Several attempts have been made to probabilistically establish the conditional probability of failing to support a hypothesis in a sample of data when the hypothesis is ‘true’ in a larger population (of course, within the epistemological constraints of a reality wherein hypotheses and theories may be either ‘true’ or ‘false’ in abstract, unobserved populations). This is typically investigated by probabilistically calculating how often a hypothesis may be true of a population under the condition that it is rejected with a p value below 0.05 in a sample (Berger and Sellke 1987). Assuming three classes of distributions of the tested variable (symmetric, unimodal and symmetric, normal), relative probabilities between 12.8 and 32.1% were calculated for a hypothesis submitted to a single test (Berger and Sellke 1987). Under the assumption of weak evidence such as a small effect size ,“the probability of getting a p value near 0.05, when H1 is true, cannot be much bigger than the probability of getting a p value near 0.05, when H0 is true” (Sellke et al. 2001, p. 64). Employing an alternative estimation method, Johnson (2013, p. 5) concluded that ‘between 17 and 25% of marginally significant scientific findings are false’. In particular, implausible hypotheses with low prior odds are more likely to result in ‘false alarms’, as for p values at 0.5, a stunning 89% of the findings are not referring to a ‘real effect’ (Nuzzo 2014, p. 151). In contrast, findings for a hypothesis with good prior odds are estimated to result in only 4% of such false alarms (Nuzzo 2014). In short, in situations in which researchers face the most difficulties to make a good judgement call regarding whether a hypothesis is trustworthy or not, the p value is losing its power to give us guidance.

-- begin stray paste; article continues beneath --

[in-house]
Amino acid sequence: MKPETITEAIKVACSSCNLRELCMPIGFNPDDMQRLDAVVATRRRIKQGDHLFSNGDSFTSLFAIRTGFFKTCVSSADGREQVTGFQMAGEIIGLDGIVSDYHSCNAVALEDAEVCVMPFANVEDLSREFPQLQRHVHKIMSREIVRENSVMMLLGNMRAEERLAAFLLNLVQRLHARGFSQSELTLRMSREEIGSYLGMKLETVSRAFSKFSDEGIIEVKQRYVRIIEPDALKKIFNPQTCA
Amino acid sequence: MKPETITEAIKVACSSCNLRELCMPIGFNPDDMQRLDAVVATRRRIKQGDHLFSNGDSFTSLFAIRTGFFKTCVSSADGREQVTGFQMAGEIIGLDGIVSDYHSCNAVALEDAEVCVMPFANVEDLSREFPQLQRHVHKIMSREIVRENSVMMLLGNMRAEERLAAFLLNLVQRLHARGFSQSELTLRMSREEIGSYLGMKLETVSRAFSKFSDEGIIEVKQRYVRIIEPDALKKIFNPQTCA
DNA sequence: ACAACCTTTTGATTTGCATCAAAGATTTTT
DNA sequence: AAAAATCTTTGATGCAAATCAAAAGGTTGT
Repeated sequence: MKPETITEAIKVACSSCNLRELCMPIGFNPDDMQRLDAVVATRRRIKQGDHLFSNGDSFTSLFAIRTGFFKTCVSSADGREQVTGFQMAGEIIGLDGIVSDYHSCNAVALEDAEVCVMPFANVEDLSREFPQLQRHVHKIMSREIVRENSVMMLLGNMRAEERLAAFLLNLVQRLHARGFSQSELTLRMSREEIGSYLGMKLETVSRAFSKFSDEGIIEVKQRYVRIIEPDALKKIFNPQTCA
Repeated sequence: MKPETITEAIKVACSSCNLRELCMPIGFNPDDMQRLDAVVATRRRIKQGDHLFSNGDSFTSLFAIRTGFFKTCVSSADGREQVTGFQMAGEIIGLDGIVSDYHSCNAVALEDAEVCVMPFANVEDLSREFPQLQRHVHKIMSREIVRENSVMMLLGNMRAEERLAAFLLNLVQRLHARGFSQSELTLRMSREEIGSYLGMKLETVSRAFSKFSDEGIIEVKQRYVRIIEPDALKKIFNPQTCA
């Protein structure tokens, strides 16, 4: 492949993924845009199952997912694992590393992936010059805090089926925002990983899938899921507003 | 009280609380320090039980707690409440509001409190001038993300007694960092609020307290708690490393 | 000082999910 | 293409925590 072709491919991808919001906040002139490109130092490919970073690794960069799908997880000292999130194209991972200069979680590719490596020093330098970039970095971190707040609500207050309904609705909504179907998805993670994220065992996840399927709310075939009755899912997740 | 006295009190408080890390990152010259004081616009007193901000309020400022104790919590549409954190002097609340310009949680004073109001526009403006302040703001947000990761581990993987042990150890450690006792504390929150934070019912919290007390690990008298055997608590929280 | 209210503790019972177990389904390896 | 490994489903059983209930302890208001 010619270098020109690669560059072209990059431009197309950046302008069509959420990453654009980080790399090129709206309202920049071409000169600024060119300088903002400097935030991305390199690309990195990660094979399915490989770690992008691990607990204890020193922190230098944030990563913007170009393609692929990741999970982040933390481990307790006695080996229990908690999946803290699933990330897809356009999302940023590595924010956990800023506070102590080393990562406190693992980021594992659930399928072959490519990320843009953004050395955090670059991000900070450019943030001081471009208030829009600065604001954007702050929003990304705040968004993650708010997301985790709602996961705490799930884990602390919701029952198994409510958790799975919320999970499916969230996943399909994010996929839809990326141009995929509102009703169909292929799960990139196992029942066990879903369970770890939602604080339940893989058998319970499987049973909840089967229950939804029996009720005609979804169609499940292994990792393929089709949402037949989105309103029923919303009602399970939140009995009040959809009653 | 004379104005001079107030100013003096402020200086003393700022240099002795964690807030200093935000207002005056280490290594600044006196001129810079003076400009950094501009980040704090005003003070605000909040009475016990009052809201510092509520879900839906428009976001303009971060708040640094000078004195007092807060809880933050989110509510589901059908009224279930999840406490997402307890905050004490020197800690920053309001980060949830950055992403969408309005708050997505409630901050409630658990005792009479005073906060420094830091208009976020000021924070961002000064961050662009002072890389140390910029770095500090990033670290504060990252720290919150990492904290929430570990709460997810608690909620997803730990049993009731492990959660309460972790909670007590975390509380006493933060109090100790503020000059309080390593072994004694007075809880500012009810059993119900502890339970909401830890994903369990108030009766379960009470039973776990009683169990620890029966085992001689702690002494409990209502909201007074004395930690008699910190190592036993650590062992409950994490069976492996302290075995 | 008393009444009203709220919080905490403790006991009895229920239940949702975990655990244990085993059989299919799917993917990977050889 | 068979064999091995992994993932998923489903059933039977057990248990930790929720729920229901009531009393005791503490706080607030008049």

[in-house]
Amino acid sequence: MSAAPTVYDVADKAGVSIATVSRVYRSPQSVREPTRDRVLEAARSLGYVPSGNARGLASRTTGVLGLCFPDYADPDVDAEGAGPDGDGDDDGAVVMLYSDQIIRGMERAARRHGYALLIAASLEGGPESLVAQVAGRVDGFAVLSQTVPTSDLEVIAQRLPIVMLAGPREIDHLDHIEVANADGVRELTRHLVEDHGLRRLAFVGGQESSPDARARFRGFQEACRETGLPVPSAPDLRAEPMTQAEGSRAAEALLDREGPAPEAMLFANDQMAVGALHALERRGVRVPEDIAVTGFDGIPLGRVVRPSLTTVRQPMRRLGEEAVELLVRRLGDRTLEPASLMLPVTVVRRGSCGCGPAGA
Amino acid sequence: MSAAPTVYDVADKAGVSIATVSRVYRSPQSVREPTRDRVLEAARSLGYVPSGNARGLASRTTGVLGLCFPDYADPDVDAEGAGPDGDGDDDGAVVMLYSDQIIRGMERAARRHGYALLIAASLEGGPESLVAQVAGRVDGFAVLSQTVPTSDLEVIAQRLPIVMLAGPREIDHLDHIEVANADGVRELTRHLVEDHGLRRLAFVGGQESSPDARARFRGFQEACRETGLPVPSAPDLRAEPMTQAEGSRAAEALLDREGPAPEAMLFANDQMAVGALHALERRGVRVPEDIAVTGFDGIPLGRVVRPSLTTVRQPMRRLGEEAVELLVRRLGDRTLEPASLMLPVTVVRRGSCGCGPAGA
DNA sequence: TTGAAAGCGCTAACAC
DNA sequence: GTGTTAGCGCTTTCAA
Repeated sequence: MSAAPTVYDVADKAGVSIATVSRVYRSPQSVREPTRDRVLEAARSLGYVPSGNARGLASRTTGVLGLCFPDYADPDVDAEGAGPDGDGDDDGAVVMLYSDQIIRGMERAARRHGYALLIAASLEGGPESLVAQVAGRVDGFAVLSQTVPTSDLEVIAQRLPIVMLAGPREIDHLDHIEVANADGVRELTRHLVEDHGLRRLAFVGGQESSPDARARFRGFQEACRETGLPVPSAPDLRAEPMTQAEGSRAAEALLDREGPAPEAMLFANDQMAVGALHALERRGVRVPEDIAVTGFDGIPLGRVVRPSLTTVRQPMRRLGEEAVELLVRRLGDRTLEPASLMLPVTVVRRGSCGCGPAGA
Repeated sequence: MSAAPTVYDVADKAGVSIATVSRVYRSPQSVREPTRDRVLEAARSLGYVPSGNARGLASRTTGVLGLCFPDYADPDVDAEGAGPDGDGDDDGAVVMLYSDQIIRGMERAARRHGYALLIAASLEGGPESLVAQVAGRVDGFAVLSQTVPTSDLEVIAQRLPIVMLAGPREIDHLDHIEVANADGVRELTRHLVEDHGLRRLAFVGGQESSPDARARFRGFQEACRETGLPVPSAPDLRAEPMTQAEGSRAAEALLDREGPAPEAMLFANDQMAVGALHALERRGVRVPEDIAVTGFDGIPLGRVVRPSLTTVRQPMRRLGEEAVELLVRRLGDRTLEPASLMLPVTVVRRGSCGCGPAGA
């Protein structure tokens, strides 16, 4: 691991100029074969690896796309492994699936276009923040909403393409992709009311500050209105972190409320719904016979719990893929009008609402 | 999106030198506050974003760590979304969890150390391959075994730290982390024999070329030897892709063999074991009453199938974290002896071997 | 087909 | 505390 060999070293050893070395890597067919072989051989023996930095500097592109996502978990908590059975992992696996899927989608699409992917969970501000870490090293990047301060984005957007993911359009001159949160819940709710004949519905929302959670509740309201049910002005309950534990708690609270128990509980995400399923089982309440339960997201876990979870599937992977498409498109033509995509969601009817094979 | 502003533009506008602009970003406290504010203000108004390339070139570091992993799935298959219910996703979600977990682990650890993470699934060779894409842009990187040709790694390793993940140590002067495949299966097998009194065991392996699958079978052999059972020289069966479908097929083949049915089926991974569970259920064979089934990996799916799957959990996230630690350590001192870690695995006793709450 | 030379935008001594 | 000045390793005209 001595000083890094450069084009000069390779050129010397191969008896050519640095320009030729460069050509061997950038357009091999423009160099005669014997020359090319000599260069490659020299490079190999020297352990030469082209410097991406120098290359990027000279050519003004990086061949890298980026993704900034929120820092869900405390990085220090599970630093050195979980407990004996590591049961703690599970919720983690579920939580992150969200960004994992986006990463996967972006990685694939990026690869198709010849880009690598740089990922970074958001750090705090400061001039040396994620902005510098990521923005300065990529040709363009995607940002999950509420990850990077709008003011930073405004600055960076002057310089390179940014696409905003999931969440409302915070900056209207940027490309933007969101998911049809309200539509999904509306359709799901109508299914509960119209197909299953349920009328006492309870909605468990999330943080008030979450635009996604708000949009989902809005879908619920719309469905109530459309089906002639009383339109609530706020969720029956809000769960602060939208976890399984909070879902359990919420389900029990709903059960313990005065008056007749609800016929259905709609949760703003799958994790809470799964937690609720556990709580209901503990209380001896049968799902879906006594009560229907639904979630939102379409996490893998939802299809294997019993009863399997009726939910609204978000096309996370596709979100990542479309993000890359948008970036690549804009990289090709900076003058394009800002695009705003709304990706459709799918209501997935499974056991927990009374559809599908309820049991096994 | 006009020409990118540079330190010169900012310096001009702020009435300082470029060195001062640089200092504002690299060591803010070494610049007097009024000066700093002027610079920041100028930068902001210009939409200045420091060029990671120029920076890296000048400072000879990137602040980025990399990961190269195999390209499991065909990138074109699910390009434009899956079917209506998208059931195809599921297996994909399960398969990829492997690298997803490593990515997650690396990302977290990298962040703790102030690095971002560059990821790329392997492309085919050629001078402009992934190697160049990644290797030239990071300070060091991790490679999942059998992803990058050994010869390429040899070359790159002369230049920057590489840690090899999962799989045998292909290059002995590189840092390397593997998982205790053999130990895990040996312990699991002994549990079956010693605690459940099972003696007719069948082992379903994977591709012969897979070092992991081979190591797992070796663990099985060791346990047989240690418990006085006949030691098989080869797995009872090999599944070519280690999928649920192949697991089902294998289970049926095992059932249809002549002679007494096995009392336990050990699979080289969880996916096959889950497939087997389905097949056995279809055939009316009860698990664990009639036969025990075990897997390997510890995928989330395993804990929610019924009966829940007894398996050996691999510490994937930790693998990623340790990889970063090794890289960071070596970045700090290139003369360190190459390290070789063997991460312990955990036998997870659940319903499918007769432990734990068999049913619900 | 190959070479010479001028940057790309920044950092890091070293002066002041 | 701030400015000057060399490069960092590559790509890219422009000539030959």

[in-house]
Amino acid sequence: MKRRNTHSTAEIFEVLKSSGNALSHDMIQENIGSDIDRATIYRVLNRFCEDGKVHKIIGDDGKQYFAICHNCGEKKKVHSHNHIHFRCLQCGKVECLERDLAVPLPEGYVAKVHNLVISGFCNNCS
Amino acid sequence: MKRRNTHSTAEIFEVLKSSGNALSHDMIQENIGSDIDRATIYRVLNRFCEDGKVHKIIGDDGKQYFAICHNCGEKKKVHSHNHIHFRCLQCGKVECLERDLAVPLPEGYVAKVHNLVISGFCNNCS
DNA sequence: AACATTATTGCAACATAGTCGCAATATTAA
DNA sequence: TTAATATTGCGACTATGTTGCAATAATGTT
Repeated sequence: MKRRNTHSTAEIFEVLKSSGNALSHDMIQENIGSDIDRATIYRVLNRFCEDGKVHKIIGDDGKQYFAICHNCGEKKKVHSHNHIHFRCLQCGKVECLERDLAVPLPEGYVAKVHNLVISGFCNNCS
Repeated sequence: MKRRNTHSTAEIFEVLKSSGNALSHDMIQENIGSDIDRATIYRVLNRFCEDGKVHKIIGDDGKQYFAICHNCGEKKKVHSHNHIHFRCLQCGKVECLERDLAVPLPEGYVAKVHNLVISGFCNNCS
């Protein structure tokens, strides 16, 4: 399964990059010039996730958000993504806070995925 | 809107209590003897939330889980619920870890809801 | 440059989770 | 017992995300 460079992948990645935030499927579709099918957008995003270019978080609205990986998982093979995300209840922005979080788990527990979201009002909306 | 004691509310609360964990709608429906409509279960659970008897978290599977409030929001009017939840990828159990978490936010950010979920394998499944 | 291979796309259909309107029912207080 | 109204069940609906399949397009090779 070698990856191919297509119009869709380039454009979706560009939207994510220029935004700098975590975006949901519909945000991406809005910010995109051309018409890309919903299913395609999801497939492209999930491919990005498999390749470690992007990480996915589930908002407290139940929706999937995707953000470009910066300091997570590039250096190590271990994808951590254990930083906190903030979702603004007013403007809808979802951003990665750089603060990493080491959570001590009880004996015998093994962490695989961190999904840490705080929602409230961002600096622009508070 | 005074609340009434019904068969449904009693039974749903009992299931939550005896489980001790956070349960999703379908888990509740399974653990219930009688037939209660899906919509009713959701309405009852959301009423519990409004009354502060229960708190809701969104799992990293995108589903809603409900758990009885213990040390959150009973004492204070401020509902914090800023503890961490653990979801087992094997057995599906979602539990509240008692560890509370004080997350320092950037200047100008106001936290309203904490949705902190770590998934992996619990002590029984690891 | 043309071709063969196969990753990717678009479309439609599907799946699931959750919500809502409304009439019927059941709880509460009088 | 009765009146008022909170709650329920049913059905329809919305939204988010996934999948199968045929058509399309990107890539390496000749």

This type of statistical error is likely to be one of the factors contributing to the low success rate of replication although other factors such as sampling errors contribute to this issue as well. For example, an analysis of 100 replication studies of 98 original psychological studies resulted in only 39 unambiguously successful replications (Open Science Collaboration 2015). Despite these discouraging numbers and the fact that the relative probability of a hypothesis being ‘true’ may increase if it was statistically supported in two independent studies, few replication studies are conducted and even fewer published. Instead, researchers prefer to test new hypotheses in order to make incremental improvements to theory. The result is that some academics estimate that 85% of research resources across the sciences are wasted on studies that provide unreliable results (Ioannidis 2014), contributing to a crisis of trust in science.